A court in Simferopol, the main city in Russian-annexed Crimea, ordered nine of the sailors to be held in pre-trial detention for two months. More are to appear before the court on Wednesday
PARIS - 28 November 2018: A court in Crimea on Tuesday ordered two months' detention for Ukrainian sailors captured in a confrontation at sea with Russia, in a move likely to further stoke tensions between Moscow and Kiev.
The 24 sailors have been held by Moscow since Sunday, after Russian forces seized three of Kiev's ships off the coast of Crimea, sparking the most dangerous crisis between the ex-Soviet neighbours in years.
Russia has resisted calls to let them go, accusing the sailors of crossing illegally into Russian waters and of ignoring warnings from its border guards.
On Tuesday, a court in Simferopol, the main city in Russian-annexed Crimea, ordered 12 of the sailors to be held in pre-trial detention for two months. The others are to appear before the court on Wednesday.
The detentions angered Kiev, which has demanded the release of the sailors and urged Western allies to impose further sanctions on Moscow.
"We don't agree with such a decision, we consider it baseless and unlawful," Aider Azamatov, the lawyer for one of the sailors, said outside court, adding that there would be an appeal within three days.
- Putin warns of 'reckless acts' -
The incident was the first major confrontation at sea in the long-running conflict pitting Ukraine against Moscow and Russian-backed separatists in the country's east.
It has raised fears of a wider escalation -- in a conflict that has killed more than 10,000 people since 2014 -- and prompted international calls for restraint.
President Vladimir Putin on Tuesday warned Ukraine against any "reckless acts" after Kiev declared martial law in response to Moscow's seizure of the three navy vessels.
The Ukrainian parliament late on Monday voted in favour of President Petro Poroshenko's request for the introduction of martial law in border areas for 30 days.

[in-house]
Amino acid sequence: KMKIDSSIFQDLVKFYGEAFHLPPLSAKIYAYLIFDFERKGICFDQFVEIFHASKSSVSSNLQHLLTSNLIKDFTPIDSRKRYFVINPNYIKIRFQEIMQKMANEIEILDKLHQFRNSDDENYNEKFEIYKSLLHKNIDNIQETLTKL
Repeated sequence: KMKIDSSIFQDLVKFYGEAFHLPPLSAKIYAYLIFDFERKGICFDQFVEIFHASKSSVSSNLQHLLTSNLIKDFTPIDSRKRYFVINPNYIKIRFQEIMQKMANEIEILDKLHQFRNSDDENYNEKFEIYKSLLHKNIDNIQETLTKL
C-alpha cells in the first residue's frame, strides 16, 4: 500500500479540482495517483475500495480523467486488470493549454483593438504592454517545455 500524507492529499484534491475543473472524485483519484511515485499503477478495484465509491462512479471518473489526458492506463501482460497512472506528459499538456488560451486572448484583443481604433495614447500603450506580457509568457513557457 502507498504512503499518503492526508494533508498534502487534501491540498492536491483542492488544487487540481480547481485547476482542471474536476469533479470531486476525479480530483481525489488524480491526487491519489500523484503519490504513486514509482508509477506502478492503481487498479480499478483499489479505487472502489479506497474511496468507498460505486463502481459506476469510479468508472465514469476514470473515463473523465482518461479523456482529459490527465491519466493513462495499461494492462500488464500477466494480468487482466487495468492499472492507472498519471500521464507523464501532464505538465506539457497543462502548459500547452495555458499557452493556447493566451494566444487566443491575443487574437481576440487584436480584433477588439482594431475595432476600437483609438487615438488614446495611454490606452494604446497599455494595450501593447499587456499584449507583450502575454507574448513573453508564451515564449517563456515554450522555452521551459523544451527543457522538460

This gives Ukrainian authorities the power to mobilise citizens with military experience, regulate the media and restrict public rallies in affected areas.
In a phone conversation with German Chancellor Angela Merkel Tuesday, Putin expressed "serious concern" over its introduction.
He said he hoped Berlin could intervene with Ukrainian authorities "to dissuade them from further reckless acts".
Moscow has accused Kiev of planning Sunday's confrontation as a provocation aimed at drumming up support for Poroshenko ahead of elections next year and convincing Western governments to impose further sanctions on Russia.
Putin said Kiev's actions were "clearly taken in view of the election campaign in Ukraine".
Sunday's incident has been playing out on Russian and Ukrainian television screens, with dramatic footage of Russian ships chasing down a Ukrainian tugboat that was trying to pass through the Kerch Strait from the Black Sea into the Sea of Azov.
- Sailors on Russian TV -
Russian state television late on Monday aired footage of some of the captured sailors being questioned by Moscow's security services.
One of them is heard saying "the actions of the Ukrainian armed vessels in the Kerch Strait had a provocatory character" -- parroting the version of events put forward by Russian authorities.
Ukraine's naval commander, Igor Voronchenko, said the sailors were pressured into giving false evidence.
"I know these sailors, they were always professional. What they are saying now is not true," he told Ukrainian media.
"They (the Russians) could even say that we came from the sky on a spaceship."
Western governments have rallied behind Kiev in the dispute, accusing Russia of illegally blocking access to the Sea of Azov and of taking military action without justification.
The European Union, Britain, Canada, France, Germany and others expressed support for Kiev on Monday, in statements pro-Kremlin newspaper Izvestia denounced as "predictably anti-Russian".
The foreign minister of Austria, which holds the rotating EU presidency, said Tuesday that the bloc will next month consider further sanctions against Moscow over the flare-up.
"Everything depends on the accounts of events and the actions of both sides. But it will need to be reviewed," Karin Kneissl told reporters.
UN chief Antonio Guterres on Tuesday called for "maximum restraint," urging both sides "to take steps without delay to contain this incident and reduce tensions".